Copyright © Built on Rock!

Richard Dawkins What if you are Wrong?

Home          Topics          About Us          Contact Us

The Watch Maker          The Blind Watch Maker          Molecular Motors          Life as Digital Technology          Problem of Site

Multiple Failures of Darwinism          A Missing Link          Another Missing Link

A Built on Rock Website Molecular Motors

ATP synthesis has two rotary motors, each one powered by a different fuel. Why have two motors connected together? The purpose is that one of these motors forces the other to revolve, and this motion changes the motor into a generator. This is what happens in our cells: the one motor uses the power from a proton gradient to force the other motor to generate ATP.

In our cells food is broken down and used to pump hydrogen ions across the mitochondrial membrane. The process produces the energy which enables all life to interact with their varied environments: from plants to bacteria from butterflies to us humans.

Below are two examples of molecular motors. On the left is the bacterial flagellum, which is like an outboard motor, and on the right is ATP synthase. This astonishing motor come generator had to be in existence, even before the first proto-cell or bacterial cell arose on earth

The synthesis of ATP is carried out by a highly complex molecular machine known as ATP synthase…It sits in the inner membranes of the organelle, where it uses the transmembrane proton motive force (pmf) generated by the oxidation of nutrients as a source of energy for making ATP. The pmf across the inner membrane of the organelle is coupled to the chemical synthesis of ATP from ADP and phosphate by a rotary mechanism…During ATP synthesis, the central rotor turns 150 times every second. In order to provide energy to sustain our lives, every day, each one us produces a quantity of ATP by this mechanism that is approximately equal to our body weights.’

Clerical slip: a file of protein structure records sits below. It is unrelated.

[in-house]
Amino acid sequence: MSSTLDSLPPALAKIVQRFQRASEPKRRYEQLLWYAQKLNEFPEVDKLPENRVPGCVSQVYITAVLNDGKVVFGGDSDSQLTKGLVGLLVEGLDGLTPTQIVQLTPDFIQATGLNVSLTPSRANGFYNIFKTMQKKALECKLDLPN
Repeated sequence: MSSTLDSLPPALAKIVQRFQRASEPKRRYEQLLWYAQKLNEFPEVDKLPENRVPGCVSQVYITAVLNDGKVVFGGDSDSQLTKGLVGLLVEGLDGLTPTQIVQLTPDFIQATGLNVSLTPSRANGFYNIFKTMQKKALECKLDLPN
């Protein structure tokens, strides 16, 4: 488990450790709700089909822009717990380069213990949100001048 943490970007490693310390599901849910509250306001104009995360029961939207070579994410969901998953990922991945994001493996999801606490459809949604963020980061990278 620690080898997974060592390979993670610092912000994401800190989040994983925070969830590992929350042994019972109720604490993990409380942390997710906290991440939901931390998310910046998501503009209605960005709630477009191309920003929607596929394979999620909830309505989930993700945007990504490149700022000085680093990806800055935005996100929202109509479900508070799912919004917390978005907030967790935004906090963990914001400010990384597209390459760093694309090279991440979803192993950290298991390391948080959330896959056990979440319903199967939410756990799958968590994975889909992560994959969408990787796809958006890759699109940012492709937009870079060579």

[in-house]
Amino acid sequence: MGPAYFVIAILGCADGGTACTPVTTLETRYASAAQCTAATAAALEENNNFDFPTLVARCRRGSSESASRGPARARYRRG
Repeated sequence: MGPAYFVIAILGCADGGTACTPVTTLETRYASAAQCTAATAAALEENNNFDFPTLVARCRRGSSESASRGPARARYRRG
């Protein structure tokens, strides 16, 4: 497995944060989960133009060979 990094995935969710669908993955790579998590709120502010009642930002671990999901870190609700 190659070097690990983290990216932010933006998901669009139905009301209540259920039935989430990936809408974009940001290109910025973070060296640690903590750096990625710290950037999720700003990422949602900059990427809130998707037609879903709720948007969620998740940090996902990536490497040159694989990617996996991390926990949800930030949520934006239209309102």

From the website: ATP synthase / Mitochondrial Biology Unit / Faculty and Topics

The following is from the Daily Telegraph: Science / The Big Idea by Roger Highfield

‘Researchers ‘are experimenting on making nano-machines…’ They ‘unveiled the first device about 2 nanometres (2 billionths of a metre) long and 1 nanometre tall…They have fabricated nano-genes and have experimented with single molecule genes mounted on a single atom…They hope to create more complex devices…another issue is how to power nano-machines. Professor Hla’s team has constructed a motor cooled to near absolute zero which is driven by electrons squirted from the tip of a microscope. Yet intriguingly, your body is full of similar machines…’

Those machines are the one described above: ATP Synthase. The motor the scientists are attempting to build is an example of applied intelligent design. And they are doing this with the purposeful object of attempting to imitate one of nature’s tiniest constructs. The molecular motors that power our bodies operate with near optimum efficiency, using clean, cold energy are far in advance of anything produced by mankind. Cutting edge science is now just beginning the journey towards the edges of the kinds of extreme technology that are present throughout nature, and which have been there since the beginning of life on earth. Dawkins will admit that these motors have the appearance of design; he just cannot accept that they are the product of design. And yet for elegance, complexity and efficiency they easily surpass anything the most intelligent designers on earth can accomplish.

ATP synthase is situated at rock bottom in the origin of life stakes. Nothing organic can operate without this process. But by any definition, it is not a simple unit. And Yet Richard Dawkins states the following in his book: The Greatest Show on Earth.

‘The opposite of simple is statistically improbable. Statistically improbable things don’t spontaneously spring into existence…The beginning had to be simple, and evolution by natural selection is still the only process whereby simple beginnings can give rise to complex results.’

I challenge Richard Dawkins to state that this amazing molecular motor is anything less than statistically improbable in terms of coming into existence spontaneously; and I would just love to see him suggest to a molecular biologist that ATP synthase, which must have preceded any Darwinian process, is in any sense simple. Here is a simple question. If ATP is not simple and if it existed before evolution via natural selection could even begin its operations, then how did it come into existence?

Image reproduced with permission from Clifford Anthony Paiva BSM Research Associates